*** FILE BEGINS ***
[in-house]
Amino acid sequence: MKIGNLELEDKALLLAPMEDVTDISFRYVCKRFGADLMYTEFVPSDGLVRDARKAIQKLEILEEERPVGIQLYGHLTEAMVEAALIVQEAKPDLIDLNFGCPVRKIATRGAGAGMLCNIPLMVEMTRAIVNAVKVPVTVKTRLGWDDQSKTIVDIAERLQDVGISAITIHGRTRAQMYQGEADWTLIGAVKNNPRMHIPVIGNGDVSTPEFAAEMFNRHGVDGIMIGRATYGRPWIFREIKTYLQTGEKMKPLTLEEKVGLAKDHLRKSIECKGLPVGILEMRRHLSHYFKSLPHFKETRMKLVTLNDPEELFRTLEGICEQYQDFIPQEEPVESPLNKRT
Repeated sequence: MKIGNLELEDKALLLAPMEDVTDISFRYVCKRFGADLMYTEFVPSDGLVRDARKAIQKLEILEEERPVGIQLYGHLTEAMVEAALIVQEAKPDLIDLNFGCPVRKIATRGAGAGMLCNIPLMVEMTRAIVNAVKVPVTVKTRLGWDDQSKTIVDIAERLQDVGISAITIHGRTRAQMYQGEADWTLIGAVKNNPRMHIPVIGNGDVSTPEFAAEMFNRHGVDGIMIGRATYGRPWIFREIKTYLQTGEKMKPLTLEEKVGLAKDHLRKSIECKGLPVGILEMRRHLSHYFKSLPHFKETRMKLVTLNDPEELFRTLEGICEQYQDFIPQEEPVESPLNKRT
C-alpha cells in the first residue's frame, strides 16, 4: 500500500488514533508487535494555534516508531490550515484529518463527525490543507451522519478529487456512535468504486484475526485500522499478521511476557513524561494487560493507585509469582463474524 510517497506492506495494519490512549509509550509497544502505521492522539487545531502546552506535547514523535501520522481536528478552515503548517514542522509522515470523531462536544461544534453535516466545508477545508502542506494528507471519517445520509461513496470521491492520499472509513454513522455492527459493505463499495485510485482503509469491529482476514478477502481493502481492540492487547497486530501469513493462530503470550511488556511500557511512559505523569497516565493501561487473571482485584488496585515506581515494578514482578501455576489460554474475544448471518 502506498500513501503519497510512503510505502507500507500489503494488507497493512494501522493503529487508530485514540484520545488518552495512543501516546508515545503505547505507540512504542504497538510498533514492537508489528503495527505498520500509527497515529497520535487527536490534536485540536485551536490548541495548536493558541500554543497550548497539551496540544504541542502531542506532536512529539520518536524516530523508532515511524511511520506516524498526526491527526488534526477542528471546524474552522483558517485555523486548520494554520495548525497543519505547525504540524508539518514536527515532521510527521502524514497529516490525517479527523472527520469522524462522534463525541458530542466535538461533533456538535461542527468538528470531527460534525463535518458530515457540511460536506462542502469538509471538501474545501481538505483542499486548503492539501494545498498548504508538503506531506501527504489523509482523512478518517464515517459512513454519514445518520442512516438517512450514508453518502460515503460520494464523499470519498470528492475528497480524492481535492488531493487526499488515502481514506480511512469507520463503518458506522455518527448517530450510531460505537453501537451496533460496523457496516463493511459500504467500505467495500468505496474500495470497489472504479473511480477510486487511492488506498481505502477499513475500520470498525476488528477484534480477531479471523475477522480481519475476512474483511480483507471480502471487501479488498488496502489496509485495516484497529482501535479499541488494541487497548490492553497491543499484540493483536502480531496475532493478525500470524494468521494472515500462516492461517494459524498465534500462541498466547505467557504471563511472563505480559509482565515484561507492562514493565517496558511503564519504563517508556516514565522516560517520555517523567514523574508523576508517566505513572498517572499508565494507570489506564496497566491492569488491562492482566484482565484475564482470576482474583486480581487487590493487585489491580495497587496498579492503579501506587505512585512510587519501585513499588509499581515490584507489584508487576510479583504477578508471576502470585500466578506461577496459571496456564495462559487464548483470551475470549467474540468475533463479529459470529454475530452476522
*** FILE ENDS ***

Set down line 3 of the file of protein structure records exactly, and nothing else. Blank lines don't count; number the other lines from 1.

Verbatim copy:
Repeated sequence: MKIGNLELEDKALLLAPMEDVTDISFRYVCKRFGADLMYTEFVPSDGLVRDARKAIQKLEILEEERPVGIQLYGHLTEAMVEAALIVQEAKPDLIDLNFGCPVRKIATRGAGAGMLCNIPLMVEMTRAIVNAVKVPVTVKTRLGWDDQSKTIVDIAERLQDVGISAITIHGRTRAQMYQGEADWTLIGAVKNNPRMHIPVIGNGDVSTPEFAAEMFNRHGVDGIMIGRATYGRPWIFREIKTYLQTGEKMKPLTLEEKVGLAKDHLRKSIECKGLPVGILEMRRHLSHYFKSLPHFKETRMKLVTLNDPEELFRTLEGICEQYQDFIPQEEPVESPLNKRT